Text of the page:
Fun activities to introduce a new generation to the marvels of the outdoors.
There’s nothing like sharing the wonders of springtime with youngsters. Little people tend to have big questions and boundless curiosity, so a walk in the woods, an adventure at the park or a glorious splash through puddles can transport you to unexpected realms. One minute you may be playing the part of a dragon or dinosaur in a make-believe jungle, while the next you’re apt to be grappling with broad topics: “Why is the sky blue? Why do some trees grow leaves while others don’t?”
Since there are endless marvels to witness and investigate, each outdoor adventure is an opportunity to show and teach appreciation for the natural world. For instance, you can point out animal tracks in the woods and stop to examine them. Ask your young companions if they notice the scent of pine needles or if they can identify a sound in the distance. Is it a bird? A chipmunk? It can be fun to speculate and to find out.
You can also make a forest hike extra special by turning it into a treasure hunt. While indoor objects, such as a bright pencil case or a familiar toy, can be hidden in the landscape and itemized on a “map,” there’s also a fuss-free option. List items, such as moss, flat rocks, tree roots, bark and nests, that may be found in the setting. The aim, though, is to enjoy the search and to discover other surprises along the way. Pretty soon kids will be noticing that, even without foliage, bare-limbed trees and bushes vary widely in colour and texture and shape. Try describing what you see or, better yet, recording it.
Nature journaling is an annual spring activity for Jacquelyn Toupin’s family. “It’s a low maintenance, simple way for us to spend time together in the fresh air,” she points out. Inexpensive notebooks are purchased and can be decorated. With notebooks and pencils in hand, youngsters and oldsters then head outdoors to discover what’s new.
“There are many different milestones of spring to observe and record,” Jacquelyn explains. “Often we begin by noting what’s new about the day.What things can we hear, touch, see, and feel that are different than on our last walk? That little green shoot we saw just inching through the dirt yesterday? It’s standing taller today, and we think it could be an onion from last year’s bulbs!”
Descriptions, impressions, facts, stories and drawings may find their way into a journal. Later, these recordings can serve as the starting point for discussing and exploring topics of interest, when notes and discoveries are compared.
“As the days go by, our nature journals become chronicles of everything the world beyond the front step has to offer us,”says Jacquelyn.“In taking the time to witness these small changes, we learn to slow down and appreciate the beauty of something small yet great.We become more mindful with the realization that we are part of something much bigger than ourselves, and I hope, in time, this fosters a sense of environmental responsibility.”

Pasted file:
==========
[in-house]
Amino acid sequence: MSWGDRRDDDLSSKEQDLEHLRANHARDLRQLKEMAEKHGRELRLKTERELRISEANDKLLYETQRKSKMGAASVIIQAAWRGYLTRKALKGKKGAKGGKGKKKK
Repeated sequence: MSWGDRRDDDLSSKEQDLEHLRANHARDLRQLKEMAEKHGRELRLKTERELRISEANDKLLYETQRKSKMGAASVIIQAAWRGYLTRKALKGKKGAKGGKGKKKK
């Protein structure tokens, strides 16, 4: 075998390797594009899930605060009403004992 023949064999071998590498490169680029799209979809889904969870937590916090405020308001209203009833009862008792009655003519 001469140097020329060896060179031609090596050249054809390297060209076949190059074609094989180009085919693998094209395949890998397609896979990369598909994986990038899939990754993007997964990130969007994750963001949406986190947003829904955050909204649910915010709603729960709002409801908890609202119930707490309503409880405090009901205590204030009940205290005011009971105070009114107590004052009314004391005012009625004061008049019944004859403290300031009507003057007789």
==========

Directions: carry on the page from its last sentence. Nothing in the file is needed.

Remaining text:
Feeding the chickadees
For another fun experience, take the youngsters on a hike to feed chickadees. Popular spots to do this include the Jack Pine Trail off Moodie Drive in west Ottawa, Hog’s Back Park at 600 Hog’s Back Road, and the Mer Bleue Bog off Anderson Road in the east end. Chickadees are fond of sunflower seeds, especially black oil sunflower seeds, so take plenty and show the kids how to put a hand out so that a tiny bird (or three) will land to snack on the seeds.
If your grandkids are keen, introduce them to geocaching, a popular outdoor treasure hunting game using GPS-enabled devices. You can download the Geocaching app on your smartphone. You use the app to navigate to a geocache (container) hidden somewhere nearby. Once you find it, you sign and date the logbook, then put the geocache back. It’s a fun experience for all ages and you’re guaranteed to discover places you never knew existed. geocaching.com
Exploring the Greenbelt and beyond
You can also plan regular outings with the kids to investigate the Greenbelt’s diverse natural destinations. All told, there are over 150 kilometres of trails linking to the Rideau Trail, the Trans Canada Trail and the Capital Pathway network. The Shirleys Bay, Pinhey Forest, Greens Creek, Pine Grove and Stony Swamp areas all have their own unique landmarks and distinct charms, from beaver ponds and boardwalks to wildlife and geological attractions. ncc-ccn.gc.ca/places/hiking-and-walking-greenbelt
Take your adventures a bit further afield with day trips to Gatineau Park. Follow the Lusk Cave Trail to the ancient Lusk Cave, explore the Eardley Escarpment (the natural divide between the rock of the Canadian Shield and the St. Lawrence Lowlands), or hike up the King Mountain Trail, to take in the panoramic view of the Ottawa River Valley. ncc-ccn.gc.ca/places/gatineau-park
West of Ottawa at Almonte, you’ll find the Mill of Kintail Conservation Area. The Mississippi Valley Conservation Authority operates this scenic 152-acre site in Mississippi Mills. Besides the flora, fauna and picturesque hiking trails here, there’s culture too. The site is home to the James Naismith Museum and the R. Tait McKenzie Memorial Museum.The two were pals while growing up in what is now Mississippi Mills, before going on to earn international acclaim for their contributions to sport. James Naismith invented basketball, while Tait McKenzie was a pioneer in sports physical therapy, and reconstructive surgery, as well as a noted sculptor. mvc.on.ca/places-to-see/mill-of-kintail